I've never had any problems with overheating, as I have no intention of overclocking the clamshell--it seems like I'd be asking for trouble, especially considering that the gain would be minimal. It just gets somewhat warm on my lap, and I thought maybe I could find a way of lowering the temperature, partly to prolong the life of the components, and partly because I wasn't sure whether this was normal or not. That said, I've never actually used a laptop for any length of time before, so it could be a perfectly normal temperature and I'd never know because I have no basis for comparison.

Thanks again for your input, shifuimam.
     
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Sep 27, 2007, 04:08 PM
 
Originally Posted by Koralatov View Post
Whenever I'm using my clamshell, there's a faint hum from underneath the top right of the keyboard. I thought this was a fan that was making the noise, but having read your post, I suspect it's the hard-disk that's responsible.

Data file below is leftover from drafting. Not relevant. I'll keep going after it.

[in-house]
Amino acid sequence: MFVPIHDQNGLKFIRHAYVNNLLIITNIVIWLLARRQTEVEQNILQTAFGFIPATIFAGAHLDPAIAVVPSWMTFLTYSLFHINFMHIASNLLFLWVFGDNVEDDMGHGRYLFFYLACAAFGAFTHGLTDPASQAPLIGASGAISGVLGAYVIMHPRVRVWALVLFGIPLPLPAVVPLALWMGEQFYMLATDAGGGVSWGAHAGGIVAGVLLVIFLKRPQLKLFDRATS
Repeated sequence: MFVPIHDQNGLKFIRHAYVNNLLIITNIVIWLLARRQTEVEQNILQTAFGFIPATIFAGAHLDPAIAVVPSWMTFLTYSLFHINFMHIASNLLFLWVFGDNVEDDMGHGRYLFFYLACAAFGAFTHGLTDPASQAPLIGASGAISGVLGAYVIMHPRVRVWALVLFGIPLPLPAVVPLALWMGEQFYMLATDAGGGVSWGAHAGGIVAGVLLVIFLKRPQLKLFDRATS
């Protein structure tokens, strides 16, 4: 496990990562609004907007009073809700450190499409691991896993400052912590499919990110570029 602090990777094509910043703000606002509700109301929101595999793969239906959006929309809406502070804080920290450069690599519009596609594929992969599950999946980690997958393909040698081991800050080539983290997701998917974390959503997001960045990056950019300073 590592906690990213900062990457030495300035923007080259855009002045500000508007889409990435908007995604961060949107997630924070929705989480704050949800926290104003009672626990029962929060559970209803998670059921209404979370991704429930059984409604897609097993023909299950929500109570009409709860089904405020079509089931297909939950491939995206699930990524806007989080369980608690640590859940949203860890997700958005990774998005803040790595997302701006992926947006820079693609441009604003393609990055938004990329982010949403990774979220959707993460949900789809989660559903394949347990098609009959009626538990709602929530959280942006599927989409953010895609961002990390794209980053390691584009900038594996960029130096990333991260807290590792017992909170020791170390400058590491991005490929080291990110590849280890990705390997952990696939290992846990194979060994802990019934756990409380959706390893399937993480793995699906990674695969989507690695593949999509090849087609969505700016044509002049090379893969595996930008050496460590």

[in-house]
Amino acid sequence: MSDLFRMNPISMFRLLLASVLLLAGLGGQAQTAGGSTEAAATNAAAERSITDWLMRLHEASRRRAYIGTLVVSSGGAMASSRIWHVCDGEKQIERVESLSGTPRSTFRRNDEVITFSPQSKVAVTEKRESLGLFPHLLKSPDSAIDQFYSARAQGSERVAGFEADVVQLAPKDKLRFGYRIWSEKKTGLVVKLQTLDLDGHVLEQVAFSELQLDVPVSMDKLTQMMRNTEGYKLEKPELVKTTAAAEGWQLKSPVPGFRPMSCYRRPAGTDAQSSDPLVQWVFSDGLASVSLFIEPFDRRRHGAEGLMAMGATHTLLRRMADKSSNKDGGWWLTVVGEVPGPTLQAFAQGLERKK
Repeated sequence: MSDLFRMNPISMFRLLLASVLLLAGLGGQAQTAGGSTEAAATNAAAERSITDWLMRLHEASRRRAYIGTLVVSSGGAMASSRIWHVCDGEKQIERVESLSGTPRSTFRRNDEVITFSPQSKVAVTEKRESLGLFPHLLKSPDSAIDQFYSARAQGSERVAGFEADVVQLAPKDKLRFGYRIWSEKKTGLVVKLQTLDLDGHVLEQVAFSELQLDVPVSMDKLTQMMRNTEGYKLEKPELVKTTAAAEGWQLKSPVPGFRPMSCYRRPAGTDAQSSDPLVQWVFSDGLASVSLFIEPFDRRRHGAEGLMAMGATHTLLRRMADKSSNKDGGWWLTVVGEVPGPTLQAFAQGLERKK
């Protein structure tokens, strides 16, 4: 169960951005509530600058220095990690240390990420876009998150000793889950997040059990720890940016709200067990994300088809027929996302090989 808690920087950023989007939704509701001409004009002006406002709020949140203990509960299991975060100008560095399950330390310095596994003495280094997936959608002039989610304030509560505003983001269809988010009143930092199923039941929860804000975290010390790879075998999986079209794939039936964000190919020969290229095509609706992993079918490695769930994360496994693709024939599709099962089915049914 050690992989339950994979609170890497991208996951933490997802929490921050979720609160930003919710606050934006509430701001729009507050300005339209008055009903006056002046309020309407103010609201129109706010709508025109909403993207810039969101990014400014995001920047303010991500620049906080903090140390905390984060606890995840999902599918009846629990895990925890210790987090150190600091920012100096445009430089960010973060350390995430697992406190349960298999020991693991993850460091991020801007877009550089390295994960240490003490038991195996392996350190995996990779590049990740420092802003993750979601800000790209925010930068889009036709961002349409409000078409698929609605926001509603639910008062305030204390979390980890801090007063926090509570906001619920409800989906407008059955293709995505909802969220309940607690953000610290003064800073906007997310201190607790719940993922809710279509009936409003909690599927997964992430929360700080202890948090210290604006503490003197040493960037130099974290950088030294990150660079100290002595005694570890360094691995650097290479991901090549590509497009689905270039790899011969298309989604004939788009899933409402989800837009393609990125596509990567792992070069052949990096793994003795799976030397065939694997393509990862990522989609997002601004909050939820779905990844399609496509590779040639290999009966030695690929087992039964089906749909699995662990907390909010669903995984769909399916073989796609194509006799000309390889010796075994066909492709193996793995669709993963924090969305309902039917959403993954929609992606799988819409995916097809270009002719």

Top right would be the power button and DC in-board. If it's humming or buzzing, the in-board might be going out. Try replacing it with a different one, or try just re-seating it (it's connected to the iBook via a four-pin male connection). Also make sure it's not the AC adapter, if you have access to a second power adapter. The hard drive is on the far left of the machine, directly under that end of the keyboard.

That said, I've never actually used a laptop for any length of time before, so it could be a perfectly normal temperature and I'd never know because I have no basis for comparison.
Yeah - any laptop is going to get warm. It's just what happens. Compared to the Dell D620 I have from my employer, the iBook doesn't get that warm at all. You could try liquid cooling, but again, I don't know how you would connect it to the power supply.